South and east in top 20 wealthiest regions in EU

THE south and east of the country are among the top 20 wealthiest regions in the EU, while the west and north is a massive 50% poorer, according to the latest figures just released by Eurostat.

Despite more than €3 billion of EU aid being pumped into the Border, Midland and West (BMW) region over the last decade, the area continues to lag behind the average for the 27 member states.

Of the union’s 271 regions the BMW ranks just 182, well down in the lower half, while the south and east, which includes Dublin and Cork, is the 19th wealthiest region in the EU.

The figures measure economic activity but when they are broken down into euro per inhabitant those in the BMW come in at €28,300, while those living in the rest of the country are at an estimated €45,000 each.

Northern Ireland fares even worse at €23,400 per inhabitant and comes even lower down the list than the BMW region. The figures relate to 2008, before the economic collapse started to really bite.

Fine Gael MEP Jim Higgins described the difference between the regions as “frightening” and said it indicated the kind of challenge facing a new government.

“All the efforts to improve the regional balance with EU money, including structural funds, has not worked. There are questions to be asked about this — why did the Celtic Tiger never arrive in the BMW region?” he said.

From 2000 to 2006, close to €3bn was pumped into the region to develop infrastructure, enterprises, help agriculture and rural development and childcare facilities.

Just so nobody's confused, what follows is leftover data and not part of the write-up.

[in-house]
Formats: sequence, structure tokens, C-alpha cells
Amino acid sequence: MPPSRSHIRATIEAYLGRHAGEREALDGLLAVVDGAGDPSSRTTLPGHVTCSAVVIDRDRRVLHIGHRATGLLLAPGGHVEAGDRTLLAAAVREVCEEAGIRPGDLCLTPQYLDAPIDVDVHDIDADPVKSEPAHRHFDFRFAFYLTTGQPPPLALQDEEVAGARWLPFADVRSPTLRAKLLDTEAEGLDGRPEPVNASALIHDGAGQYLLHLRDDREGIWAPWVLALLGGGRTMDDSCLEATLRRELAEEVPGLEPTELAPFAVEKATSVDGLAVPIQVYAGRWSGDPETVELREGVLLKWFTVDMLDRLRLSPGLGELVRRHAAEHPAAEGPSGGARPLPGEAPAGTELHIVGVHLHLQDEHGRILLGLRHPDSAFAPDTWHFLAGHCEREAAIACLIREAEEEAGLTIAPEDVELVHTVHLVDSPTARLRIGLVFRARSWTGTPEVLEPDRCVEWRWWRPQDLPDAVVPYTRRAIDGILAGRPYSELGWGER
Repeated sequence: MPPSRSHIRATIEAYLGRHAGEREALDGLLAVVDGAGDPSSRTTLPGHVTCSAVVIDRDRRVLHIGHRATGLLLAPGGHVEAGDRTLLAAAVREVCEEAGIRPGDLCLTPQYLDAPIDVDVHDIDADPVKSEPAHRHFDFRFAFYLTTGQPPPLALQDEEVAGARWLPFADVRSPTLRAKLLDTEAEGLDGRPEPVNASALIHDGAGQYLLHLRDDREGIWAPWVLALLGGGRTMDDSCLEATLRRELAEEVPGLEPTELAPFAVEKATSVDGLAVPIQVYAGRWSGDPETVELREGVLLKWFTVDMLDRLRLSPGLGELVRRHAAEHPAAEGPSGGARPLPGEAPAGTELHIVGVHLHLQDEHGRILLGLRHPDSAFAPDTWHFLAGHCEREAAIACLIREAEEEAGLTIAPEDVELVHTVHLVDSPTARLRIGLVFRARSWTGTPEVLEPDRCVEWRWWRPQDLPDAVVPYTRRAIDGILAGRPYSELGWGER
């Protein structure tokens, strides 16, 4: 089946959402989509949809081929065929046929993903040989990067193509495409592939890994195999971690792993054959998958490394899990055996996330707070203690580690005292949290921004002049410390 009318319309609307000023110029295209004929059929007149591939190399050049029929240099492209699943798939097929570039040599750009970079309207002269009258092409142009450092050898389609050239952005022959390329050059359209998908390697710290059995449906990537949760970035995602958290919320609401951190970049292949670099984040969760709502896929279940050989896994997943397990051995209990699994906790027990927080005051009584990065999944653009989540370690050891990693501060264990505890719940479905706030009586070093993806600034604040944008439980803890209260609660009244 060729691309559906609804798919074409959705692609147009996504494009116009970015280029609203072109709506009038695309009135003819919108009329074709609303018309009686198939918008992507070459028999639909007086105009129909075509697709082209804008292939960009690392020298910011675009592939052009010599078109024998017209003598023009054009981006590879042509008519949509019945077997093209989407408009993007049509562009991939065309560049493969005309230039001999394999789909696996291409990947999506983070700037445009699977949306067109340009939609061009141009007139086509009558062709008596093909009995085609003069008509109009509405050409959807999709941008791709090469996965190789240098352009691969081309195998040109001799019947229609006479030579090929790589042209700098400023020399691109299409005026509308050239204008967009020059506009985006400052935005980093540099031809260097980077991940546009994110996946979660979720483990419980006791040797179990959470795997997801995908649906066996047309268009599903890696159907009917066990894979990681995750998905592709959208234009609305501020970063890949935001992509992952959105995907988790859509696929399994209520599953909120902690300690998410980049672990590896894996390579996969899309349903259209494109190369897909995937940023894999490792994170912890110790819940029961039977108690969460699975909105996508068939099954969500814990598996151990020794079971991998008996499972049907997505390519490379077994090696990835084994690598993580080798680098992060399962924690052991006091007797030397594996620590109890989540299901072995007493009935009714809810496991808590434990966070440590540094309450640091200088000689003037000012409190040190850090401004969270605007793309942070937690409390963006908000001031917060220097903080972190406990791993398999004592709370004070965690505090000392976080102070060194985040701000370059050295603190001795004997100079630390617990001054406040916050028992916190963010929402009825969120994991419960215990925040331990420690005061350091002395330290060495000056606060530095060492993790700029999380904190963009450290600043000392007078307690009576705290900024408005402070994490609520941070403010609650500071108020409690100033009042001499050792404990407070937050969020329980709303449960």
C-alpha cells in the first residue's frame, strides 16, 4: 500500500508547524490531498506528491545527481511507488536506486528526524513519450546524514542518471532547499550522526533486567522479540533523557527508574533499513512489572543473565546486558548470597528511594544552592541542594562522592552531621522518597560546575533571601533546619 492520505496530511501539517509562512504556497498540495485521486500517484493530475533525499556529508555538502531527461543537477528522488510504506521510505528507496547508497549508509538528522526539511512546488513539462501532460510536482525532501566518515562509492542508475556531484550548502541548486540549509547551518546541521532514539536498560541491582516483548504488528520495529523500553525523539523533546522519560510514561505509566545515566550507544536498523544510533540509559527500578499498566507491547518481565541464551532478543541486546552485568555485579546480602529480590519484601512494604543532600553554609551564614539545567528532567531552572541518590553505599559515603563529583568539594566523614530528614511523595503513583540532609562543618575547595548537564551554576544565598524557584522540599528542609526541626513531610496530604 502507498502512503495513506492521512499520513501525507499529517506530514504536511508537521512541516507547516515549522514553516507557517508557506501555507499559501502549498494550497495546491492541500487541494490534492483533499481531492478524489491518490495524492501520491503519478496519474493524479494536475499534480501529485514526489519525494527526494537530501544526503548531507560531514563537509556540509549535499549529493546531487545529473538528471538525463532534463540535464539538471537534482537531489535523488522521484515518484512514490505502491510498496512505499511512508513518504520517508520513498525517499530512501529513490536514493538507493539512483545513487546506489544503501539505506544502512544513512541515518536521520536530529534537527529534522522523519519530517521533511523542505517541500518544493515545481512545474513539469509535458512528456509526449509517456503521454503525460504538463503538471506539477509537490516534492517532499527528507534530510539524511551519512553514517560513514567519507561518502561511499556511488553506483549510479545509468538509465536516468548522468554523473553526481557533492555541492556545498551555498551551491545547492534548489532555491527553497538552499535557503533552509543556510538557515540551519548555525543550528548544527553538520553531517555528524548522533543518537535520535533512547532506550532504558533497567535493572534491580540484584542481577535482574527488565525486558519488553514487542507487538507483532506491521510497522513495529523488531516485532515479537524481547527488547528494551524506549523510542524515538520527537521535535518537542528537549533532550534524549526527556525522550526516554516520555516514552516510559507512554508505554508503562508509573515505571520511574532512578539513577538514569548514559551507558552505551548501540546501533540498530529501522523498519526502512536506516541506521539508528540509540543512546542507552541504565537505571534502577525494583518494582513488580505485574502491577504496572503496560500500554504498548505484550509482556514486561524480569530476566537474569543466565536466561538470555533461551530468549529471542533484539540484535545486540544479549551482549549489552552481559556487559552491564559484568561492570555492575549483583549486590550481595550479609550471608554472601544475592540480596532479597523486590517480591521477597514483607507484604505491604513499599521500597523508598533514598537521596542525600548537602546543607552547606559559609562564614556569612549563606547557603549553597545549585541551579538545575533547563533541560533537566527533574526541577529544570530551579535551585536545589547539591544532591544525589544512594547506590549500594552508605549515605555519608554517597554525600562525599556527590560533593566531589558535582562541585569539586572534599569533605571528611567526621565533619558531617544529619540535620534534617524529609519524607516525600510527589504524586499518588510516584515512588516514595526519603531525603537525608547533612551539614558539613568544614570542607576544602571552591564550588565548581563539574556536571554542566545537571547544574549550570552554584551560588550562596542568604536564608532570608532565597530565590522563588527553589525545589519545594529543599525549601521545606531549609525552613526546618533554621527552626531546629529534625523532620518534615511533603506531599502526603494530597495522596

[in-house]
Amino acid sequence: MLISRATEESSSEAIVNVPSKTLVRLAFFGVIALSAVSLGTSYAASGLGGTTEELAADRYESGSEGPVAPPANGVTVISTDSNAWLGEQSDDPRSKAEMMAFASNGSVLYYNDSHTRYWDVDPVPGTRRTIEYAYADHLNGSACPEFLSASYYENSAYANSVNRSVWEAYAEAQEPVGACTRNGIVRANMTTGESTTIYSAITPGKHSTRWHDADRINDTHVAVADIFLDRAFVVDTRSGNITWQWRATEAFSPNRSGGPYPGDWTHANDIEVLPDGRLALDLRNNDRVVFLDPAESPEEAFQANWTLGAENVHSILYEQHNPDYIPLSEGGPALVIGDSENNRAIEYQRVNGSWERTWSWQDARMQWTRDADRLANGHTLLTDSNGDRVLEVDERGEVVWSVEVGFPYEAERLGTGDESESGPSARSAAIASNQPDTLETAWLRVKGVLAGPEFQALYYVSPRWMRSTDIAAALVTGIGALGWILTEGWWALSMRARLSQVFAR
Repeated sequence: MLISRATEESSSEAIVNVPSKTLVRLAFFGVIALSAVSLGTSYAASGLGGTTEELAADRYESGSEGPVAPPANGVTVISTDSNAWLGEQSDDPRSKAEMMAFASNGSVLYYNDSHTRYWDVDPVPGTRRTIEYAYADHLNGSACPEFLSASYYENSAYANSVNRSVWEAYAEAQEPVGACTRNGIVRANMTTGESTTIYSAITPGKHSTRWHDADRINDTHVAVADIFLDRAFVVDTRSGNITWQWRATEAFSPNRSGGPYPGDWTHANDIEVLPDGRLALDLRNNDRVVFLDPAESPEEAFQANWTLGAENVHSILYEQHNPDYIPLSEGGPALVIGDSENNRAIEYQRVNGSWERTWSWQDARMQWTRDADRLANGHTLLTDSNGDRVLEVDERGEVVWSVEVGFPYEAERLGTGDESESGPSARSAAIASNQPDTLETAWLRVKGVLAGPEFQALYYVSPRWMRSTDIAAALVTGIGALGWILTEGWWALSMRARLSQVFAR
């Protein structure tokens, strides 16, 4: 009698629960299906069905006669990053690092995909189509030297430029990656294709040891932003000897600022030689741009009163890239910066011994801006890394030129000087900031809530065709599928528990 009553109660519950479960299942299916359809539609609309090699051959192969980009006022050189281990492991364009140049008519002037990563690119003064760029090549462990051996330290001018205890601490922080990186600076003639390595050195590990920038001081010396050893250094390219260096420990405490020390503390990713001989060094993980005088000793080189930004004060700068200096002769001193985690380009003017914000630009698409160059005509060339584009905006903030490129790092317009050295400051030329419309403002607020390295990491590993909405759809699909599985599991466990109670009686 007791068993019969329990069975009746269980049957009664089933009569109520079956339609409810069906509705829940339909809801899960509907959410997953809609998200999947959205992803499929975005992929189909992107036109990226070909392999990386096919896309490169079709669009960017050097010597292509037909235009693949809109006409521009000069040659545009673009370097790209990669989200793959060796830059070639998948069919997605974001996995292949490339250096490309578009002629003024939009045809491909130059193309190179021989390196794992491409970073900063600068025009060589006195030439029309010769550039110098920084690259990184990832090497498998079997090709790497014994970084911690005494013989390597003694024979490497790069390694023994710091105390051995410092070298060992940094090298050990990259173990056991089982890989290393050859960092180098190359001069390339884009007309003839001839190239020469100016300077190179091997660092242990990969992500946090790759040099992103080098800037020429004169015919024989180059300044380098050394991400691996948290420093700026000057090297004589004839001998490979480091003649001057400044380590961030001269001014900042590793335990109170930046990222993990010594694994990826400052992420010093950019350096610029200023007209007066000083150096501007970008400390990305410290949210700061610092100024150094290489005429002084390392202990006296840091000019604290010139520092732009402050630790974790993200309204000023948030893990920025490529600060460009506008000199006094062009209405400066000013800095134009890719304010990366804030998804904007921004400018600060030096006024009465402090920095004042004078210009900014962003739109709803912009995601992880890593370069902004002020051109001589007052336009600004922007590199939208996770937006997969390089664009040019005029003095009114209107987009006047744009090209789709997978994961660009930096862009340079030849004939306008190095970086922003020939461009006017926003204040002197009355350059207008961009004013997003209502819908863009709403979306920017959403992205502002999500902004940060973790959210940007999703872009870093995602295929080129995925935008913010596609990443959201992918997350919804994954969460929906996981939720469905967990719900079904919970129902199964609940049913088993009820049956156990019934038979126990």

Currently, €457 million — half from the EU and half from national coffers — is earmarked to be spent over the period 2007 to 2013. According to the BMW regional authority in Roscommon, this is expected to create 4,000 new jobs, support 2,500 micro enterprises and provide mentoring to more than 35,000 more.

Inner London, where the financial institutions are located, registered as the leading region, with GDP per inhabitant 343% of the EU average.

Britain also had two regions that came in the bottom 60 — West Wales and the Valleys, and Cornwall and the Isles of Scilly.

The poorest region was Severozapaden in Bulgaria, at just 28% of the EU average with just €3,000 a year per inhabitant.

Many countries showed a big difference between their main cities and rural areas.

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